I embrace the new media model but I still miss the way things used to be. In the heyday of vinyl, the album cover and sleeve might have been just as exciting to see as hearing the album. When I would go buy a CD, I was certainly excited to hear the rest of the album that the song or two I had heard on the radio enticed me with in the first place. But I really couldn’t wait to open the jacket and read what was in there.
Those days are long gone. (But not before Steven Seagal snuck one in.)
According to Nielson Soundscan, in 2011 there were over 1.3 billion digital transactions. The surprising statistic from that is that only 7.5% were actually for whole albums. The single reigned supreme. Ironically, there were still 77,000 albums released that year.
I think the majors were and may still be in denial to some degree. Their business model is so big that they can’t be so flexible to change how they operate when the market swings so quickly. The process is designed around selling albums. The majors are fixated on tangible goods and believe(d) the best returns are on full albums.
As an independent, my overhead is A LOT lower than any big gun out there. I can be as flexible as the market needs. Moreover, I need to be. Personally, I love albums even though many of them couldn’t deliver an entire album worth of music as good as the few songs I really, really liked. To be expected, I’m realizing I love the single and the new opportunities it provides and what I loved most about the album might be found in other ways.
So, now that singles are the bomb-diggity, what about liner notes and artwork? There are new opportunities for anyone creative enough to deliver. Of course we’re seeing the typical shirt, hat, signed picture combo deals all over the place but that’s rather bland. Not that I don’t think this merchandise isn’t valuable, it really is. I love shirts and hats but I just think they are mandatory and not really special. Kinda like cheese and sauce to a pizza. They don’t make the pizza special but you have to have them. The choice of toppings, however, is only limited by your own imagination. That’s the fun part.
What would you want? Handwritten lyrics? Polaroids? Pints? Recipes? Plant seeds? Water bottle? Tuque? Coozie? Game? Map? Drawing? Coloring Book? Think for a moment what an artist could offer that would create a connection with the fan.
Beyond the creative aspect of marrying merchandise with singles or an EP, there’s a very good case for releasing singles from a business perspective. First, no more filler songs. Every song is very important. Each song gets writing attention, marketing attention, and stands alone as the offering. Why would that work? Any streaming radio or terrestrial radio will play a single song. Music videos are single songs. Film and television sync are singles. Any DJ is likely going to play a single not an album.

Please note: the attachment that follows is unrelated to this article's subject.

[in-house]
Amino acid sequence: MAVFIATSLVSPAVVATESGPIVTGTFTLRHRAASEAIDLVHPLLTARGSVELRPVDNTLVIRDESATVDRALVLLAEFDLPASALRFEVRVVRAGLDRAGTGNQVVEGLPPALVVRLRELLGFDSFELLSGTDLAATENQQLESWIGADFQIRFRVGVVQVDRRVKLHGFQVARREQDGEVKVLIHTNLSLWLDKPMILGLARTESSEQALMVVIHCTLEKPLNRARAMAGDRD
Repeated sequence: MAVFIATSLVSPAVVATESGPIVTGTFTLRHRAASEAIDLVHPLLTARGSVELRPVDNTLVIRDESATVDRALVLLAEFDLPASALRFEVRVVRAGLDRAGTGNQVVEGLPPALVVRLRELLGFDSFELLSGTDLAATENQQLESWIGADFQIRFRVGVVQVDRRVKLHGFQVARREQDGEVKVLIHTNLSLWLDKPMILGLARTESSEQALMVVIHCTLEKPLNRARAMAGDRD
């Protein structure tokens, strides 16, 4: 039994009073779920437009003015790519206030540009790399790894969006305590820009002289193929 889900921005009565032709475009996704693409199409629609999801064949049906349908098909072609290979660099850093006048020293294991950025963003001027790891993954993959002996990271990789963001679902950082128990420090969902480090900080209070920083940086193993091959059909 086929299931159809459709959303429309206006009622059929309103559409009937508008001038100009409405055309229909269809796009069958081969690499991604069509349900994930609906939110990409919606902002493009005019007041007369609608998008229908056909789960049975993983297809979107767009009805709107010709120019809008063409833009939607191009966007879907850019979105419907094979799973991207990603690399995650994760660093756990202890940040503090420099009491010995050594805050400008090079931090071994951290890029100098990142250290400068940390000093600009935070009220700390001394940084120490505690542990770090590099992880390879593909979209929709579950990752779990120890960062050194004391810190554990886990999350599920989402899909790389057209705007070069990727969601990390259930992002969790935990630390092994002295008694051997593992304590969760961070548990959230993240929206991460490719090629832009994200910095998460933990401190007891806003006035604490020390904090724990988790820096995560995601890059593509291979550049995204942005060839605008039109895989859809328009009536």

Another advantage to releasing single songs is the regularity and consistency that an artist can continue to connect with a fan. In the past, an artist would release an album in a year or longer. Then try to ride it out through touring. Since touring is still a huge part of any artist’s career, releasing singles allows an artist to release a song every month continuously. Case studies have already proven that this type of consistency of fresh content has a tendency to engage more fans. Content is paramount. Releasing singles would allow you to surprise a fan base with a single 2 weeks ahead of a perceived schedule. It’s so much easier to promote and serve a single than an entire album.
On a less exciting note, if a single doesn’t really connect with fans or sort of flops… so what? Right? Move on to the next single. Releasing singles allows the artist to experiment a little bit without having to think about an entire album or put all the budget into a large body of work.
There are a couple possible hitches in this singles theory. The first would be that you are really moving on from the album. Record stores and other retailers are out of the picture entirely and you’d be part of a new revolution. But, consider all the wagon wheel companies that went out of business when Ford came out with his car. This might just be a fact of moving forward. These retailers have to use their resources and money and figure out how to exist in the new market or retire. Sounds harsh, but that’s how it is. Albums still exist however, and maybe if everyone was releasing singles, only the best albums would ever be for sale rather than so many bad albums hiding the few good ones. Maybe record stores and retailers would become more like antique dealers instead? That sounds like a long shot.
Another consideration is that illegal downloads and leaking the songs has a much greater impact on the singles model since there is no album sale pending. At least when there’s an album sale on the horizon, the leak might lead to the sale. Now, the single is the sale.
Personally, I’m not trying to kill the album. I miss it. I’m just accepting the reality and sifting through all of this trying to find the new opportunity to exist as an artist. By exist, I mean make a living that pays my mortgage, health, and dinner. An occasional vacation would be nice but not required. I think a lot of artists would be satisfied with a typical income. If not, I think they’re in this for the wrong reason.
Serve the song. Serve the listener. Content is paramount. Connect with your community.